Grover Norquist’s Taxation Liberation Movement - The American Spectator | USA News and Politics
Grover Norquist’s Taxation Liberation Movement

Grover Norquist has devoted himself full time for over 30 years to thinking about how to limit, and then reverse, the explosion of taxation in America in the twentieth century and beyond. He is quite a treasure for our nation, because Grover has a very powerful mind to devote to this cause, as evidenced by his education as an honors graduate of Harvard College, where I first met him, and Harvard Business School.

The wisdom Grover has developed over the years fighting for this cause is collected in his latest book, End the IRS, Before It Ends U$: How to Restore a Low Tax, High Growth, Wealthy America.  Grover first explains how America went wrong: “Over my many years of fighting big government and its apologists I have begun to see patterns, old tricks that politicians employ over and over again to fool Americans into agreeing to higher taxes.”

One trick that we are likely to see more discussion of soon will be yet another effort to raise taxes as part of a budget deal to reduce the deficit and federal debt.  But in any such deal, the taxes are real, and permanent. The spending cuts are promised, and never happen.

The Democrats tricked President Reagan himself into falling for this, in the 1982 budget deal, where they promised him three dollars of spending cuts for every dollar of tax increases.  President Reagan signed the bill that year to raise taxes. He used to say in the years that followed, “I’m still waiting for those spending cuts.”

But President George H.W. Bush would not learn from this experience.  He agreed to another tax increase deal in 1990 that was supposedly going to balance the budget.  But the tax increase caused a recession, which made the deficit increase after the budget deal, from $221 billion in 1990, to $269 billion in 1991, to $290 billion in 1992, when voters justly booted him out of office for violating the “Read my lips, no new taxes” pledge that got him elected.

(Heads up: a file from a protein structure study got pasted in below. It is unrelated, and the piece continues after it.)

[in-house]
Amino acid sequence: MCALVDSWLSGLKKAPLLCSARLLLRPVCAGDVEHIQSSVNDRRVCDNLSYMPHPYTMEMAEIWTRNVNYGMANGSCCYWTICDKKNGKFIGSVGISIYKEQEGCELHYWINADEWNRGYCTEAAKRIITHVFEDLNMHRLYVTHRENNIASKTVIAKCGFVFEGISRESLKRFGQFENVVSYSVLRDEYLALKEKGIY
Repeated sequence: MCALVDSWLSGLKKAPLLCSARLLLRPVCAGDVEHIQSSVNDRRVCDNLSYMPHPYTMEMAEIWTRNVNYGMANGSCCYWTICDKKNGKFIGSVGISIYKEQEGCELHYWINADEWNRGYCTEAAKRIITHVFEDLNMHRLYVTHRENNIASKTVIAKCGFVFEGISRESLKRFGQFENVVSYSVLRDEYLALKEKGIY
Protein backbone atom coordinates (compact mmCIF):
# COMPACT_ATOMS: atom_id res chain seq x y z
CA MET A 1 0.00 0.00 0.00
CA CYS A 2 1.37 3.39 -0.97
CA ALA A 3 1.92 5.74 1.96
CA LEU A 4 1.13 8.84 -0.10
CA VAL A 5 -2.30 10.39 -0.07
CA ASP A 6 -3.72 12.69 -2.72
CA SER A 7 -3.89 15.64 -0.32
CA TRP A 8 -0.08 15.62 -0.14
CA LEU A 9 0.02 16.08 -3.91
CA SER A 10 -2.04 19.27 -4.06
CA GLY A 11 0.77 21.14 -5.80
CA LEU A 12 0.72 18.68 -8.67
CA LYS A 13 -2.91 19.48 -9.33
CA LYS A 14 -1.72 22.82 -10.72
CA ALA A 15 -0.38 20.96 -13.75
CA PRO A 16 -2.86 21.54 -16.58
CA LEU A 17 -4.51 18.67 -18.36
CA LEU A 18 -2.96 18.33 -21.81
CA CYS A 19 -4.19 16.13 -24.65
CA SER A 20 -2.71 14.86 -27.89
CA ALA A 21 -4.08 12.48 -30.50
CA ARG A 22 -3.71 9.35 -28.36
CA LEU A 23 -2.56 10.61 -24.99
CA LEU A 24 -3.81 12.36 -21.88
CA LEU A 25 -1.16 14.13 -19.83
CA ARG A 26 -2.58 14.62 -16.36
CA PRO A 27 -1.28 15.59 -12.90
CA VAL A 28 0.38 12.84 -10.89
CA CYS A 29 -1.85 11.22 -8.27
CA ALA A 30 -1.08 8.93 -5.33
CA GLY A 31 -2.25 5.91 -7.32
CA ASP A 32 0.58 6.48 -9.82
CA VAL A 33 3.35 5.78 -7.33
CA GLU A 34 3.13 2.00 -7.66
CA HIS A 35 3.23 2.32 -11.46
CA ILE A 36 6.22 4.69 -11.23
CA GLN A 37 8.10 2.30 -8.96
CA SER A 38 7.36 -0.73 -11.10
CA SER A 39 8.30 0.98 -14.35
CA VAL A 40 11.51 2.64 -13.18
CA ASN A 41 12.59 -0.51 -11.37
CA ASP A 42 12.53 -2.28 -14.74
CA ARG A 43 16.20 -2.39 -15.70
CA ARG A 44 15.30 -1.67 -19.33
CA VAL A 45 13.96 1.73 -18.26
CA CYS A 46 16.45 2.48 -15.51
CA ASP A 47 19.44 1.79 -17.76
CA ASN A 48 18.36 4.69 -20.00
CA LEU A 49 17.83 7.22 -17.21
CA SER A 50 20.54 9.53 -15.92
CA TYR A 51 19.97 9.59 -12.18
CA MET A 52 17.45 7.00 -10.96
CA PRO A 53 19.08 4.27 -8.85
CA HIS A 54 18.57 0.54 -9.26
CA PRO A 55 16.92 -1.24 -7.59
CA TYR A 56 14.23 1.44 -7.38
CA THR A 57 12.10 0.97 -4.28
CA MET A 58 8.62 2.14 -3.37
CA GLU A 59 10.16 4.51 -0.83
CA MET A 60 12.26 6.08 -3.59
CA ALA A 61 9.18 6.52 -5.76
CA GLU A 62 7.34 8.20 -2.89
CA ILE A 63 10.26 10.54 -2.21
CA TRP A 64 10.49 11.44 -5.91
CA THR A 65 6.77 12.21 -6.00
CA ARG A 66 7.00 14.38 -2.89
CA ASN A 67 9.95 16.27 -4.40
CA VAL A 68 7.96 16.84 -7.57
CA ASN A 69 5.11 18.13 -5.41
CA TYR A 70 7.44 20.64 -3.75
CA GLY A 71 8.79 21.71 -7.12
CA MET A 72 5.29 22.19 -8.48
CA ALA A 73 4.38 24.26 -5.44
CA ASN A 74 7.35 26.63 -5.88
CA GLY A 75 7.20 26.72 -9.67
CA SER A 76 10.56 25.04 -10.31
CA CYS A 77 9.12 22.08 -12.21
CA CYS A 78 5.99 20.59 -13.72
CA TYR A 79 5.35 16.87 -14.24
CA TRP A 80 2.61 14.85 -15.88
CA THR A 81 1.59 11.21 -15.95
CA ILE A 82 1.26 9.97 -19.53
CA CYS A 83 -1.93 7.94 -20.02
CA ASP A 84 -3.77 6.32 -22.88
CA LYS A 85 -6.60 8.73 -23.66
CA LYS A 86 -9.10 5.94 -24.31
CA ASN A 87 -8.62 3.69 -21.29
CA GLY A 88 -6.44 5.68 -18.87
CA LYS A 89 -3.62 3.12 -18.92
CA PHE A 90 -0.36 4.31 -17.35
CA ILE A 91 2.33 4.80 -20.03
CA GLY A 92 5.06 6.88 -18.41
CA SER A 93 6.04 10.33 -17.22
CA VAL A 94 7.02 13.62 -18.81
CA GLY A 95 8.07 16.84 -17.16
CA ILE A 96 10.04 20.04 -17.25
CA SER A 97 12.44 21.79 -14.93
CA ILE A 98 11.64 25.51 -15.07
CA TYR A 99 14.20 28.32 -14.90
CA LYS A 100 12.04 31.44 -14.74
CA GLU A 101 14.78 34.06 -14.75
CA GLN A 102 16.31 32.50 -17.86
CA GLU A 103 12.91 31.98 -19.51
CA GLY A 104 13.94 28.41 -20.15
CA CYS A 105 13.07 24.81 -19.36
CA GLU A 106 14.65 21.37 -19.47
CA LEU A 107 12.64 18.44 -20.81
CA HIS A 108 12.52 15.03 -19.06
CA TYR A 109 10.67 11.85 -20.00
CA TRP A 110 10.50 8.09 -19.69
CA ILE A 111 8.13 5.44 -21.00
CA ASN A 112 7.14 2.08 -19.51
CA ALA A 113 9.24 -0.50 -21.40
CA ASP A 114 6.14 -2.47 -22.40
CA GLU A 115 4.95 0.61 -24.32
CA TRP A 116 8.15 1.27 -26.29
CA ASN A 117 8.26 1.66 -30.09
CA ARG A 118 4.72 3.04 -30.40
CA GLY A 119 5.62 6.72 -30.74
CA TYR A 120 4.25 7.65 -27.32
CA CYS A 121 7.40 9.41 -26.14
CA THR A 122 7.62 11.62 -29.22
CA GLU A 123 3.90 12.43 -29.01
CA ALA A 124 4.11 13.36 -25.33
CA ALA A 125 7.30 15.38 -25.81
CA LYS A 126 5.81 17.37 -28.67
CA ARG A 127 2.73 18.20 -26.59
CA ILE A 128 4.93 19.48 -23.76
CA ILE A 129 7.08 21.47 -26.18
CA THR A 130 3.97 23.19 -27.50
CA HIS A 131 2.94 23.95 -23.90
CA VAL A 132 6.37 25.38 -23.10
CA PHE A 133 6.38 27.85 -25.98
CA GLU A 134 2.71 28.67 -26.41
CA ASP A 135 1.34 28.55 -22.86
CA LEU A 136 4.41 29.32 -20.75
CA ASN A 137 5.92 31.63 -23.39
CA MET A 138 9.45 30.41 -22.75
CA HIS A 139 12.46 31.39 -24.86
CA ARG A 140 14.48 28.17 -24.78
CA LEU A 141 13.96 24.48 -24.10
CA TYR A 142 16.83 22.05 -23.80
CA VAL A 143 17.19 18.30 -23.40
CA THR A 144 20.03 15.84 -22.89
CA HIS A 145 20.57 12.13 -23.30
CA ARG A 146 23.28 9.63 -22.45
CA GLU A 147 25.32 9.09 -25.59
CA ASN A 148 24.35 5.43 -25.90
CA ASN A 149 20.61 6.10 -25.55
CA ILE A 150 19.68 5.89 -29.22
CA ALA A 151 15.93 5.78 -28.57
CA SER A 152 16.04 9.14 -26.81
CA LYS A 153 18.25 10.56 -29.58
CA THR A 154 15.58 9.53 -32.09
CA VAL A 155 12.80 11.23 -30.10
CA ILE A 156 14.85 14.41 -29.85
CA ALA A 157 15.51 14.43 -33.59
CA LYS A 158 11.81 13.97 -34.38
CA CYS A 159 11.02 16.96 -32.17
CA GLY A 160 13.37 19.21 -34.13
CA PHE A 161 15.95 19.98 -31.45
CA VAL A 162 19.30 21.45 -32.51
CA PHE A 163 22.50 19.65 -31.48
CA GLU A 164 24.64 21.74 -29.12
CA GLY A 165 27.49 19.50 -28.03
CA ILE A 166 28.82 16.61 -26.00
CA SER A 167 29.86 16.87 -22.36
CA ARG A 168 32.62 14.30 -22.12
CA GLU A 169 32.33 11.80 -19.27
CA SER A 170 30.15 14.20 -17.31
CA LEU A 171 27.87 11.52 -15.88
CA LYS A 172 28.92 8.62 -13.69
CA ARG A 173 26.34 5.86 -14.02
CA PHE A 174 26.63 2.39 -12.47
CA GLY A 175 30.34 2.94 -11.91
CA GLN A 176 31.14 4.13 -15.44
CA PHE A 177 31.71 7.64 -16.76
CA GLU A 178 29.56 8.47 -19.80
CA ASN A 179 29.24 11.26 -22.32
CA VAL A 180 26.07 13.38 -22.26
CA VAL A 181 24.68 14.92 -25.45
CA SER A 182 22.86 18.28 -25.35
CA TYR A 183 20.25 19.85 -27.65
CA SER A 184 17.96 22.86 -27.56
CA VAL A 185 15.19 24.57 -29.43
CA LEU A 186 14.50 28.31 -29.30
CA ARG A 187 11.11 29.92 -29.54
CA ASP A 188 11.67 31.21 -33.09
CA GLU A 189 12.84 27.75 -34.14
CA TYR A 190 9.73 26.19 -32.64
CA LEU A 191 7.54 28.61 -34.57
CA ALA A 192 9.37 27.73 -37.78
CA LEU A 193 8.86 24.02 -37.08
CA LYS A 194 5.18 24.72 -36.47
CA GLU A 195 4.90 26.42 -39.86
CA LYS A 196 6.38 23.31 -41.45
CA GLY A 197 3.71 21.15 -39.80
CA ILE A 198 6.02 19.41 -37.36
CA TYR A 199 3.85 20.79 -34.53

As Grover explains, the right strategy is to “focus on spending as a percentage of the economy, not the deficit.” He adds, “Step one is always to focus on the right metric.  If we wish to keep an eye on government spending, if we wish to limit and reduce government spending, we should then measure and focus on government spending.”

Grover provides definitions. “Spending is how much money the government spends.  The deficit is the difference between how much money the government takes in taxes this year and how much it spends this year.” Two different things.

In fact, the deficit can never be reduced through any deal that raises taxes.  The tax increase reduces economic growth, and that increases rather than reduces the deficit, as President Bush proved by bad example.

There is only one way to reduce the deficit, and the explosion of debt, and that is to do what Newt Gingrich led Congress to do in the 1990s.  First, cut taxes, to get the economy booming again.  Two, restrain the growth of spending to less than the growth in the economy, and let tax revenues surge past spending with the economy.  The result was that $200 billion annual federal deficits, which had prevailed for over 15 years, were transformed into surpluses by 1998, peaking at $236 billion by 2000.

Now Grover is pursuing, through his organization Americans for Tax Reform, a “Fifty in 2050” campaign to repeal state income taxes in all 50 states by 2050. Already, nine states survive perfectly well without state income taxes, including big states Texas and Florida, medium states Tennessee and Washington, and smaller states New Hampshire, Nevada, South Dakota, Wyoming, and Alaska.

As Grover explains, “At a minimum, success will help us end the little state versions of the IRS that each state must now maintain in order to collect a state income tax.  And as each additional state phases out its income tax, we begin to make the case that perhaps the federal government could also get along without a national income tax run by the IRS.”

That has already begun, with two states, Kansas and North Carolina, having cut their income tax rates to boost economic growth, and state spending caps, to limit the growth in spending.  The spending savings each year resulting from the cap on growth will then be devoted to reducing tax rates further every year, until the tax rates reach zero.

Now that’s tax reform all Americans can be for.

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